“When I get into the bubble offstage before the show starts and I hear the band start up, it’s great. I get a minute up there on my own to focus. I’m so glad and lucky, because I still get excited every night. Plus, I love flying, so it doesn’t worry me being up that high,” Emily said.

Playing Glinda is second nature for the English performer, and there’s good reason why. When Andrew Lloyd Webber’s stage production of The Wizard of Oz was brought to the London Palladium in 2011, Emily was handpicked to originate the role. So when it came to being selected to play Wicked’s iteration of the role in the first UK tour, Emily was an easy choice.

“I’m very versatile. My agent obviously thinks I can only play fairies and witches,” she joked.

Playing two versions of a role so close together might befuddle an actress, but not so for Emily.

“I think it helped, actually, because it was a very different Glinda in Wizard of Oz. She was older and had reached the stage of being ‘Glinda the Good’. But in Wicked, we explore how she got there. She wasn’t always so good, which is a lot more fun to play.”

Taking inspiration from Gregory Maguire’s 1995 novel, the musical became a global sensation in 2003 when its Broadway run began. A new take on the well-known story of Oz, Wicked offers a behind-the-scenes look at Glinda and her counterpart Elphaba, the Wicked Witch of the West, from their early years as sparring partners at Shiz University to their adulthood, when they have accepted their mantles in the public eye.

Ashleigh Gray as Elphaba. Photo: Matt Crockett


It’s a far richer depiction of Oz than we’ve seen before, populated with punchy musical numbers written by Stephen Schwartz, stunning production design, and well-rounded characters. At its helm, Elphaba (played by Scot Ashleigh Gray) is our unlikely heroine, who has to learn to negotiate a life of being reviled, while striving to do what’s right for the greater good as she sees it.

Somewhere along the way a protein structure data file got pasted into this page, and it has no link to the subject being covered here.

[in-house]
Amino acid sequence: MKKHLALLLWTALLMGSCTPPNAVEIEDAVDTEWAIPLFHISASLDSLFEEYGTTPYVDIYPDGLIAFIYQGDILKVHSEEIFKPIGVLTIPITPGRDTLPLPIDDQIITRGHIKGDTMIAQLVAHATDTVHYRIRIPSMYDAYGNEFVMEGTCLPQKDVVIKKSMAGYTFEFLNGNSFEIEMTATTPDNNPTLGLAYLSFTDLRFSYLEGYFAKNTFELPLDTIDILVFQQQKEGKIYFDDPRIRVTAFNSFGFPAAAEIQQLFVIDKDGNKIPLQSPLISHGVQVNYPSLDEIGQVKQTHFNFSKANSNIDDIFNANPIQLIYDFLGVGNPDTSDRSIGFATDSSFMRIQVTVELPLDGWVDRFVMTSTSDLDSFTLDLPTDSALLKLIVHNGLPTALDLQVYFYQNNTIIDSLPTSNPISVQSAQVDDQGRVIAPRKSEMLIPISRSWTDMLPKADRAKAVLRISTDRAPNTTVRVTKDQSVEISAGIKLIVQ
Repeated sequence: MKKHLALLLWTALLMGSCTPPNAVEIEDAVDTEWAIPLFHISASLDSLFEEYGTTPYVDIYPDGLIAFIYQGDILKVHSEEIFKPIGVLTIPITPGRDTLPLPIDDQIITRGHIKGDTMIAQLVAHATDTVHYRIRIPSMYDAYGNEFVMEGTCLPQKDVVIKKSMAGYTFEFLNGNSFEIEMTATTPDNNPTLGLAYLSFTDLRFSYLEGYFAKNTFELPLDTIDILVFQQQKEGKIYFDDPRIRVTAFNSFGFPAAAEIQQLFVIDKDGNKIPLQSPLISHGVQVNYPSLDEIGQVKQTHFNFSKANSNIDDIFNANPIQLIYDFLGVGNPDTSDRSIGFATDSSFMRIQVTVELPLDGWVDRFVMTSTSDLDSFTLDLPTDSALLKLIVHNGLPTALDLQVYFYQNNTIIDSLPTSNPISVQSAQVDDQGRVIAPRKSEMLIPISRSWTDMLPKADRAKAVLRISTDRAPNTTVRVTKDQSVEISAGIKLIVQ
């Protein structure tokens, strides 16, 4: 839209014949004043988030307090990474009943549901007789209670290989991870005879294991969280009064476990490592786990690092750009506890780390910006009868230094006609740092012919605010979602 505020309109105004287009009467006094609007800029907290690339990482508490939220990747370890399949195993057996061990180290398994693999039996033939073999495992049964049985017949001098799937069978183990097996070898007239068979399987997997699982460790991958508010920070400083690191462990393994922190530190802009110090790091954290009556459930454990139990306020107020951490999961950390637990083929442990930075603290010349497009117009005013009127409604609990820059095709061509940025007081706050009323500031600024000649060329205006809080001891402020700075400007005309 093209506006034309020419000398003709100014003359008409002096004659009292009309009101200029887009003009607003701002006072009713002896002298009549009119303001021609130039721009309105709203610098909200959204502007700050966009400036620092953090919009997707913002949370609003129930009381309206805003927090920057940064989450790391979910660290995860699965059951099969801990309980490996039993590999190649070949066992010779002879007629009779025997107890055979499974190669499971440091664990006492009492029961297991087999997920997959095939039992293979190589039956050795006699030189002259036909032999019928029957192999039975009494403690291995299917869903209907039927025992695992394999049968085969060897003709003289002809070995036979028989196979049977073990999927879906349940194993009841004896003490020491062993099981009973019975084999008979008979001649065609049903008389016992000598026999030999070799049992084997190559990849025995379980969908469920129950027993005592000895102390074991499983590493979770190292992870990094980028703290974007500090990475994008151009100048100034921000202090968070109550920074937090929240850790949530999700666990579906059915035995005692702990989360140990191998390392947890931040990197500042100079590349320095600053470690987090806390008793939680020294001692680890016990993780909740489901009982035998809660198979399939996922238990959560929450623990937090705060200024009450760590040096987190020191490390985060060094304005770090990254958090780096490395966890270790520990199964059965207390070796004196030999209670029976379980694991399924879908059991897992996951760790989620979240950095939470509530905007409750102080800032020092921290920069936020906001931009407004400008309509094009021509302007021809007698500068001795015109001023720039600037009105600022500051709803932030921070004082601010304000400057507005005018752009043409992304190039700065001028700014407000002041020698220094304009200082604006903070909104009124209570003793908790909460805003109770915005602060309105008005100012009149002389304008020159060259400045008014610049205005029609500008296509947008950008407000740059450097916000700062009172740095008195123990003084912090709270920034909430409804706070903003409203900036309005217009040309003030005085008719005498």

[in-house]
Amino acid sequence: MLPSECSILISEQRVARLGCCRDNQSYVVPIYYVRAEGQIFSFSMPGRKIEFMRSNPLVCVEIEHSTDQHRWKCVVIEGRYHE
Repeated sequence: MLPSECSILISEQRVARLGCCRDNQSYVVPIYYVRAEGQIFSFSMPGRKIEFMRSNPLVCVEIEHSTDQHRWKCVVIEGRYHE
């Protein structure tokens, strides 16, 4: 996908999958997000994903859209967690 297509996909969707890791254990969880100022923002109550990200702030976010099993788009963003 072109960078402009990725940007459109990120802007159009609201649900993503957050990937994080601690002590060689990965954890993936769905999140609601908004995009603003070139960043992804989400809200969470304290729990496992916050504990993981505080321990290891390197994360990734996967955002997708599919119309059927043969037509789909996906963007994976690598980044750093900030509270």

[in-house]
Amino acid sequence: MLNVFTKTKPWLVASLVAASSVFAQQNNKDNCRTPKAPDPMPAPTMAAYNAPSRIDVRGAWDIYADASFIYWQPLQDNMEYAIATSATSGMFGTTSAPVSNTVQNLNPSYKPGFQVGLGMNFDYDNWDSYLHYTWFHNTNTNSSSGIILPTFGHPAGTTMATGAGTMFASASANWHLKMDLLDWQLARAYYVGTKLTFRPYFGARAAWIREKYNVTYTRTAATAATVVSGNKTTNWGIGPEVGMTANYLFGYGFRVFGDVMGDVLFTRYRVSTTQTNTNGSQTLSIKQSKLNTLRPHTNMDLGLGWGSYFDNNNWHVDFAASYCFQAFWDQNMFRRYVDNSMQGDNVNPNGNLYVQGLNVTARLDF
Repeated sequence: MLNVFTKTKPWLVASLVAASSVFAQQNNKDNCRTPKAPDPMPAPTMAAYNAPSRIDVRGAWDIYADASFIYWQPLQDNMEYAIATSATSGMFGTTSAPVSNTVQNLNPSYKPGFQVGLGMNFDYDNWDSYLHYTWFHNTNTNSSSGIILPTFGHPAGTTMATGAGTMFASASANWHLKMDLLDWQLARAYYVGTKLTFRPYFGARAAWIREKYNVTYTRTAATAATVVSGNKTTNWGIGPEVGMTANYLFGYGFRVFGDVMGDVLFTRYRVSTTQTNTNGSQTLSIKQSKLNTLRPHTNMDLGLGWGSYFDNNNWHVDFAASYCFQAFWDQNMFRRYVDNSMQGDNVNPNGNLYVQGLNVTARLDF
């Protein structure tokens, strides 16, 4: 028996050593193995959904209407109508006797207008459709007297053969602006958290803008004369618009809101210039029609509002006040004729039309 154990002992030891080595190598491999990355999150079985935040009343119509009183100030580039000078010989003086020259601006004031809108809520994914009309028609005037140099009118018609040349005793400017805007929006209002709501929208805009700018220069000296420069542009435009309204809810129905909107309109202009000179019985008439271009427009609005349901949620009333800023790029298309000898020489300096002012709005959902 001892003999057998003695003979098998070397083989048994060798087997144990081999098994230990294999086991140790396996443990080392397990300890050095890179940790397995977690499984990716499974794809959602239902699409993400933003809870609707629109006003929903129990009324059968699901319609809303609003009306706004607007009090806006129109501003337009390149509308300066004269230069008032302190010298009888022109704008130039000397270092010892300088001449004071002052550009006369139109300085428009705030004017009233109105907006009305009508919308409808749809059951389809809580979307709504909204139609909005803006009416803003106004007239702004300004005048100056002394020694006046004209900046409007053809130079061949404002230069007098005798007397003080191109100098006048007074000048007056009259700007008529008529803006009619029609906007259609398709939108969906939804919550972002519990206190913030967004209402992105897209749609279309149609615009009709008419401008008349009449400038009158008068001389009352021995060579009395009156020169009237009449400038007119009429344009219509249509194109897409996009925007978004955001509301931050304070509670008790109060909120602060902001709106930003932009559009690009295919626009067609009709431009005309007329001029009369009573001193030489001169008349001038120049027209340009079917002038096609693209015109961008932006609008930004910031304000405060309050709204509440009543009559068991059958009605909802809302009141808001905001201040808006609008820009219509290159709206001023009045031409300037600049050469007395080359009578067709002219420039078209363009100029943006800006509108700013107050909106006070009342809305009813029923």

And like the Wicked Witch, Glinda – or Galinda as she is first known before her stardom throughout Oz flourishes – is a lot more multifaceted than we’ve seen before.

“Lots of people say Glinda has the bigger character arch,” said Emily.

“She starts as an airhead, a spoiled, pretty-vile schoolgirl, and then becomes this really powerful women who does know right from wrong. She’s an open-minded person who becomes friends with people she never thought she would be friendly with. That’s a massive journey to go on every night. I just really like playing her, and I want the audience to laugh at her, rather than think that she’s horrible. So I’ve tried to make her as likeable as possible.”

As the two-and-a-half-hour musical progresses, audiences are offered a wonderful, often poignant story about not judging a book by its cover. And front and centre are the two witches, and their complicated friendship.

“For me, that’s why it’s so special, because there are no musicals really where both leading roles are women. So this sends a strong message out there,” Emily said.

But for all its heart and soul, Wicked is a hilarious riot, too, and Emily is often at the epicentre of the laughs. Having researched the role to the max for Lord Lloyd Webber’s production, she was trusted by Wicked’s team to put her own spin on it.

“My director said in rehearsals last year: ‘You just need to be you and be mental. Bring a bit of yourself to it.’ So they sort of let me loose to find my own quirky Glinda. Although she does get a bit panto dame every now and again,” she laughed.

Wicked runs at HM Theatre, Aberdeen, from Tuesday, May 5, to Saturday, May 30. Show times include 7.30pm, Monday to Saturday, and up to two matinees each week. For all show times, and to book tickets, visit or by calling 01224 641122.